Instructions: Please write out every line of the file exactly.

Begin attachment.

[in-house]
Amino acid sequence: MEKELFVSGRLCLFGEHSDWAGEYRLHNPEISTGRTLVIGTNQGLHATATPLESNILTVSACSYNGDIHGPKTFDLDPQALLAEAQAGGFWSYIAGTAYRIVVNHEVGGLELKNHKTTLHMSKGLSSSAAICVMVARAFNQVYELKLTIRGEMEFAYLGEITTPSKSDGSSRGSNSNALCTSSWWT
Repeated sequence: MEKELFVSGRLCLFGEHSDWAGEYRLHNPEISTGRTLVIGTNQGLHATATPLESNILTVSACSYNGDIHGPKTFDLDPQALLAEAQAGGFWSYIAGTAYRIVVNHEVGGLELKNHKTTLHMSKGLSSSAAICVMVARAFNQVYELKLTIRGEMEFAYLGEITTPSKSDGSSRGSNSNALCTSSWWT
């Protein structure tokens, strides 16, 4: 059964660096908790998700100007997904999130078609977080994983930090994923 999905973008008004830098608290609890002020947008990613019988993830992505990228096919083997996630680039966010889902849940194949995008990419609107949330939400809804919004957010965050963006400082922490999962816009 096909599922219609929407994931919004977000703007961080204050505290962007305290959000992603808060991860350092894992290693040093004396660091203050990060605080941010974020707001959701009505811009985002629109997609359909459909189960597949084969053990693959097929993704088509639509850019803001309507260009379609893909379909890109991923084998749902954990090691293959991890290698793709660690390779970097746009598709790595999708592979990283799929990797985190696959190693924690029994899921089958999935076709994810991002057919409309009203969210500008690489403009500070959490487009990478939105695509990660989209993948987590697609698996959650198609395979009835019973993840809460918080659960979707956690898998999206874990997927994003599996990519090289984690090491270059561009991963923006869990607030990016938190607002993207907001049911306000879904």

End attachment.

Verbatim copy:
[in-house]
Amino acid sequence: MEKELFVSGRLCLFGEHSDWAGEYRLHNPEISTGRTLVIGTNQGLHATATPLESNILTVSACSYNGDIHGPKTFDLDPQALLAEAQAGGFWSYIAGTAYRIVVNHEVGGLELKNHKTTLHMSKGLSSSAAICVMVARAFNQVYELKLTIRGEMEFAYLGEITTPSKSDGSSRGSNSNALCTSSWWT
Repeated sequence: MEKELFVSGRLCLFGEHSDWAGEYRLHNPEISTGRTLVIGTNQGLHATATPLESNILTVSACSYNGDIHGPKTFDLDPQALLAEAQAGGFWSYIAGTAYRIVVNHEVGGLELKNHKTTLHMSKGLSSSAAICVMVARAFNQVYELKLTIRGEMEFAYLGEITTPSKSDGSSRGSNSNALCTSSWWT
């Protein structure tokens, strides 16, 4: 059964660096908790998700100007997904999130078609977080994983930090994923 999905973008008004830098608290609890002020947008990613019988993830992505990228096919083997996630680039966010889902849940194949995008990419609107949330939400809804919004957010965050963006400082922490999962816009 096909599922219609929407994931919004977000703007961080204050505290962007305290959000992603808060991860350092894992290693040093004396660091203050990060605080941010974020707001959701009505811009985002629109997609359909459909189960597949084969053990693959097929993704088509639509850019803001309507260009379609893909379909890109991923084998749902954990090691293959991890290698793709660690390779970097746009598709790595999708592979990283799929990797985190696959190693924690029994899921089958999935076709994810991002057919409309009203969210500008690489403009500070959490487009990478939105695509990660989209993948987590697609698996959650198609395979009835019973993840809460918080659960979707956690898998999206874990997927994003599996990519090289984690090491270059561009991963923006869990607030990016938190607002993207907001049911306000879904």